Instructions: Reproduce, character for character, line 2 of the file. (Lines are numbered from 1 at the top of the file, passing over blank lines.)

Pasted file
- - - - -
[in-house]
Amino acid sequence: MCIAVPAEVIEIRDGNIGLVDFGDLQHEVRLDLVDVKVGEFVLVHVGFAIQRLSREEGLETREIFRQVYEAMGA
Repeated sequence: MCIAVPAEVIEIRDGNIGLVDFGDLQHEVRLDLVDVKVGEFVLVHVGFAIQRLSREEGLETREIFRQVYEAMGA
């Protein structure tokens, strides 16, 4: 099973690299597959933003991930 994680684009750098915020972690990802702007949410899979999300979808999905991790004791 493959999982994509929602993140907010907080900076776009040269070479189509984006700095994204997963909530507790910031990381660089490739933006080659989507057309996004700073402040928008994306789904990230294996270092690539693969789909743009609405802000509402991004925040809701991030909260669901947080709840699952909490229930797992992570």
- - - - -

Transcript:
Amino acid sequence: MCIAVPAEVIEIRDGNIGLVDFGDLQHEVRLDLVDVKVGEFVLVHVGFAIQRLSREEGLETREIFRQVYEAMGA